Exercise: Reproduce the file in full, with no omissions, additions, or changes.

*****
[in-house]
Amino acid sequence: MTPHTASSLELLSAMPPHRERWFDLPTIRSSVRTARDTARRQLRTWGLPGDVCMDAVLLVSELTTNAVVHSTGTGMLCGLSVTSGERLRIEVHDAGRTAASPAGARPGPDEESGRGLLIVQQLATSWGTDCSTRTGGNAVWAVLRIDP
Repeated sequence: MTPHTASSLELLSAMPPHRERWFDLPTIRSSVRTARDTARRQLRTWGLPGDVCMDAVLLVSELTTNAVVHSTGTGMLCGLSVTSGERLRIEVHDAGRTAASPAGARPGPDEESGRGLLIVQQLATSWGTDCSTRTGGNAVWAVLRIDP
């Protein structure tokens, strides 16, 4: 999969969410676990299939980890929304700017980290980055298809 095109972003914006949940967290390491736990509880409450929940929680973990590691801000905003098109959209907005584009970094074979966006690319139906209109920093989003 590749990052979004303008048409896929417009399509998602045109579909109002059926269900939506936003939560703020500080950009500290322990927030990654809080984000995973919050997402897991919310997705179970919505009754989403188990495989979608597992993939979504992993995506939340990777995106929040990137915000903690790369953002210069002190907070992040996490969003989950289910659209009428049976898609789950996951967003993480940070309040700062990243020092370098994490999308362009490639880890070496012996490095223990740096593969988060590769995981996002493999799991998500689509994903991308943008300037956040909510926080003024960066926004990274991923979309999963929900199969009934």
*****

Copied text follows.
[in-house]
Amino acid sequence: MTPHTASSLELLSAMPPHRERWFDLPTIRSSVRTARDTARRQLRTWGLPGDVCMDAVLLVSELTTNAVVHSTGTGMLCGLSVTSGERLRIEVHDAGRTAASPAGARPGPDEESGRGLLIVQQLATSWGTDCSTRTGGNAVWAVLRIDP
Repeated sequence: MTPHTASSLELLSAMPPHRERWFDLPTIRSSVRTARDTARRQLRTWGLPGDVCMDAVLLVSELTTNAVVHSTGTGMLCGLSVTSGERLRIEVHDAGRTAASPAGARPGPDEESGRGLLIVQQLATSWGTDCSTRTGGNAVWAVLRIDP
């Protein structure tokens, strides 16, 4: 999969969410676990299939980890929304700017980290980055298809 095109972003914006949940967290390491736990509880409450929940929680973990590691801000905003098109959209907005584009970094074979966006690319139906209109920093989003 590749990052979004303008048409896929417009399509998602045109579909109002059926269900939506936003939560703020500080950009500290322990927030990654809080984000995973919050997402897991919310997705179970919505009754989403188990495989979608597992993939979504992993995506939340990777995106929040990137915000903690790369953002210069002190907070992040996490969003989950289910659209009428049976898609789950996951967003993480940070309040700062990243020092370098994490999308362009490639880890070496012996490095223990740096593969988060590769995981996002493999799991998500689509994903991308943008300037956040909510926080003024960066926004990274991923979309999963929900199969009934």